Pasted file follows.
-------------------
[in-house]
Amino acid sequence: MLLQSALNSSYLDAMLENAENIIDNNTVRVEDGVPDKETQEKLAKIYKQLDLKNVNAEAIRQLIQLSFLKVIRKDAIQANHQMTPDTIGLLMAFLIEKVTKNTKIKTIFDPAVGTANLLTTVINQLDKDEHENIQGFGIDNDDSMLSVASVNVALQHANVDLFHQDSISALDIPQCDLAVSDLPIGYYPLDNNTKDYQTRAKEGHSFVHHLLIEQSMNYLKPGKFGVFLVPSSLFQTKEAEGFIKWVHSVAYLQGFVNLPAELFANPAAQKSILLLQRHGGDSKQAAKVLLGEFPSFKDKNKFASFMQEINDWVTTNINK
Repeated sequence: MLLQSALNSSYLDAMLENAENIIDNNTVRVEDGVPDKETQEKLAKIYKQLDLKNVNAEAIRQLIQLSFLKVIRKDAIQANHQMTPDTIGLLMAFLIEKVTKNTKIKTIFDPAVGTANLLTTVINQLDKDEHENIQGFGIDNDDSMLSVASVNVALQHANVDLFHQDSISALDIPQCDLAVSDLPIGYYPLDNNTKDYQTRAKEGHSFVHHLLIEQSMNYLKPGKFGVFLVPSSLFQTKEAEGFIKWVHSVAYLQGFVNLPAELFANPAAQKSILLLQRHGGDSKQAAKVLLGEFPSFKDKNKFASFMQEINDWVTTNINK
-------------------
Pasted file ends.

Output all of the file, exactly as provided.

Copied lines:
[in-house]
Amino acid sequence: MLLQSALNSSYLDAMLENAENIIDNNTVRVEDGVPDKETQEKLAKIYKQLDLKNVNAEAIRQLIQLSFLKVIRKDAIQANHQMTPDTIGLLMAFLIEKVTKNTKIKTIFDPAVGTANLLTTVINQLDKDEHENIQGFGIDNDDSMLSVASVNVALQHANVDLFHQDSISALDIPQCDLAVSDLPIGYYPLDNNTKDYQTRAKEGHSFVHHLLIEQSMNYLKPGKFGVFLVPSSLFQTKEAEGFIKWVHSVAYLQGFVNLPAELFANPAAQKSILLLQRHGGDSKQAAKVLLGEFPSFKDKNKFASFMQEINDWVTTNINK
Repeated sequence: MLLQSALNSSYLDAMLENAENIIDNNTVRVEDGVPDKETQEKLAKIYKQLDLKNVNAEAIRQLIQLSFLKVIRKDAIQANHQMTPDTIGLLMAFLIEKVTKNTKIKTIFDPAVGTANLLTTVINQLDKDEHENIQGFGIDNDDSMLSVASVNVALQHANVDLFHQDSISALDIPQCDLAVSDLPIGYYPLDNNTKDYQTRAKEGHSFVHHLLIEQSMNYLKPGKFGVFLVPSSLFQTKEAEGFIKWVHSVAYLQGFVNLPAELFANPAAQKSILLLQRHGGDSKQAAKVLLGEFPSFKDKNKFASFMQEINDWVTTNINK